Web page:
The OPNFV open source group is working on a project called the virtual Central Office (vCO). This project, in many ways, seems similar to the Central Office Re-architected as a Data Center (CORD) project. Both vCO and CORD are ultimately hosted by the Linux Foundation (That relationship is explained later in this article). So why in the world would OPNFV create a similar project to CORD?
A big part of the answer seems to boil down to the age-old preference for either the ONOS software-defined networking (SDN) controller or the OpenDaylight SDN controller. (OK, “age-old” is a bit of an exaggeration given that SDN has only been around for about eight years).
According to Phil Robb, VP of operations for networking and orchestration at the Linux Foundation, speaking on behalf of OPNFV: the components of the virtual central office are different than CORD. He explained that vCO is built on OpenStack. CORD can be built on OpenStack or Docker containers. But vCO uses the OpenDaylight controller, while CORD uses the XOS operating system and the ONOS controller.
“The folks inside OPNFV chose OpenDaylight as the controller,” said Robb. “OpenDaylight is deployed a lot more than ONOS.” He added that the configuration of CORD is focused toward white box using OpenFlow, while vCO can support that scenario too, but it can also support a border gateway protocol (BGP) network.
“Another way to manage a network is to have a controller such as OpenDaylight act as a BGP speaker, broadcasting routes, similar to what OpenFlow does,” said Robb. “The method is different, but the end result to identify routes to specific switches in your network is the same.”
Robb said BGP is important for networks with legacy BGP equipment. “As we look at vCO version 2, it is using OpenStack and OpenDaylight and may also use ONAP as the end-to-end orchestration platform to manage the VNFs,” he said.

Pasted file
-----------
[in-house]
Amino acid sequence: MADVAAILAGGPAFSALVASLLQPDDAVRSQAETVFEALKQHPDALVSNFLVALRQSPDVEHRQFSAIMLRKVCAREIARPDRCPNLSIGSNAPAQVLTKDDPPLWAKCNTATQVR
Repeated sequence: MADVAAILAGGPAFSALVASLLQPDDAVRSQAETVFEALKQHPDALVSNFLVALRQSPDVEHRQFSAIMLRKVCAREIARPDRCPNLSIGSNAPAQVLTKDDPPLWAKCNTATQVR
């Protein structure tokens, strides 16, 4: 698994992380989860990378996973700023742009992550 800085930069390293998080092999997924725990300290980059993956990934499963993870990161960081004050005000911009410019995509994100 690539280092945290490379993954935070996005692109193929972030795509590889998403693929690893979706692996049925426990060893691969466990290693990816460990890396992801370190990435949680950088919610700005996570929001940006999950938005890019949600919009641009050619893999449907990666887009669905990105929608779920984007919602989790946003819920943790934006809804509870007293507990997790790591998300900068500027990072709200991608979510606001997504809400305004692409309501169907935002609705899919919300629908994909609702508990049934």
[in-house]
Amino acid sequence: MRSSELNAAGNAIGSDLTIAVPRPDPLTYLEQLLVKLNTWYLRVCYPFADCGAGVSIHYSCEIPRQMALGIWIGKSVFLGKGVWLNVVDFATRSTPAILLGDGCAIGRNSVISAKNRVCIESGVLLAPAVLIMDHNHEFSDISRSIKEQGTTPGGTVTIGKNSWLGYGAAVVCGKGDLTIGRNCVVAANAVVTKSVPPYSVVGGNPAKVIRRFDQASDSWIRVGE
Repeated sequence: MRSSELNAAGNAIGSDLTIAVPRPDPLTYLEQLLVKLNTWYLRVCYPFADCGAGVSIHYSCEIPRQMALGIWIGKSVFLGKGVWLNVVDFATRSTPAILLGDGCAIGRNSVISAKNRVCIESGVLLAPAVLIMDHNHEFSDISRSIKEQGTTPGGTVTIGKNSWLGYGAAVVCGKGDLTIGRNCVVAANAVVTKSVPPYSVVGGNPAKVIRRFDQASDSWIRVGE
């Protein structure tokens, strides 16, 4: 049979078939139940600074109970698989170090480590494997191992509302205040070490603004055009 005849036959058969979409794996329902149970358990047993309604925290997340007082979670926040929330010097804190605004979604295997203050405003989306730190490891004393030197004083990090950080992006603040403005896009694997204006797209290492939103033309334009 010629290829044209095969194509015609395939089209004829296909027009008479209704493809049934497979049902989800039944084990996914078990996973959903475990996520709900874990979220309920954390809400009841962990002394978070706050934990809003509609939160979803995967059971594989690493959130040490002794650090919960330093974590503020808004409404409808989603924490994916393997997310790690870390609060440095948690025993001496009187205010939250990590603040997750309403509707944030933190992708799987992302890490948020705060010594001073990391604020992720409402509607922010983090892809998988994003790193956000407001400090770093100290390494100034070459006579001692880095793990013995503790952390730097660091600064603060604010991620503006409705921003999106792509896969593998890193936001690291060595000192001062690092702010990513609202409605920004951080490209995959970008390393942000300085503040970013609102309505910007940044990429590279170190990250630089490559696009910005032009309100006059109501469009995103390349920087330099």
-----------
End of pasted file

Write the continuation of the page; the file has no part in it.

The vCO version 1 was first unveiled at the OPNFV Summit last June in Beijing. Contributors to vCO include Cisco, Cumulus, Ericsson, F5, Intel, Lenovo, Mellanox, Netscout, Nokia, and Red Hat. This group worked together to demonstrate a virtual CPE use case for the virtual central office at the June OPNFV Summit. The group is now working on vCO version 2, which it plans to demonstrate at the Open Networking Summit in Europe later this year.
Red Hat and vCO
Red Hat has been hosting webinars about the modern telco on SDxCentral. And part two of the webinar series focuses on the virtual central office.
According to a blog post penned by Hanen Garcia Gamardo, technical product marketing manager of telco solutions at Red Hat, “Previous attempts to virtualize the central office have resulted in proprietary or limited approaches by building components from scratch to address specific issues. With the latest developments in orchestration tools and newest features in OpenDaylight SDN controller, in-built capabilities for a virtualized central office are now available.”
In February, Red Hat and Intel participated in the Quanta Cloud Technology (QCT) Central Office 2.0 conference where they announced new products for the telco central office. The products are based on commodity hardware and open, software-defined architectures, focused on the network functions virtualization (NFV) infrastructure layer.
Both OPNFV and CORD will be touting their central office projects at the upcoming Open Networking Summit in Los Angeles. The conference is hosted by the Linux Foundation.
CORD, ONF, the Linux Foundation
Trying to understand CORD’s relationship to the Linux Foundation and the Open Networking Foundation (ONF) was like trying to unravel the Gordian Knot. In July 2016, CORD became a separate open source project under the Linux Foundation.
I had to cut through the confusion by requesting an explanation from the ONF. Here’s the response:
“CORD, ONOS, Trellis, Stratum (and a handful of other projects) are ONF projects. The ONF is a member of and works closely with the Linux Foundation for the purpose of:
- Strategic alignment across the full portfolio of open source projects (from ONF, Linux Foundation, and beyond);
- Adopting open source best practices;
- Infrastructure support (developer tools, HR, accounting, etc.).
As such, all the ONF projects are considered to be part of the Linux Foundation’s portfolio of projects.”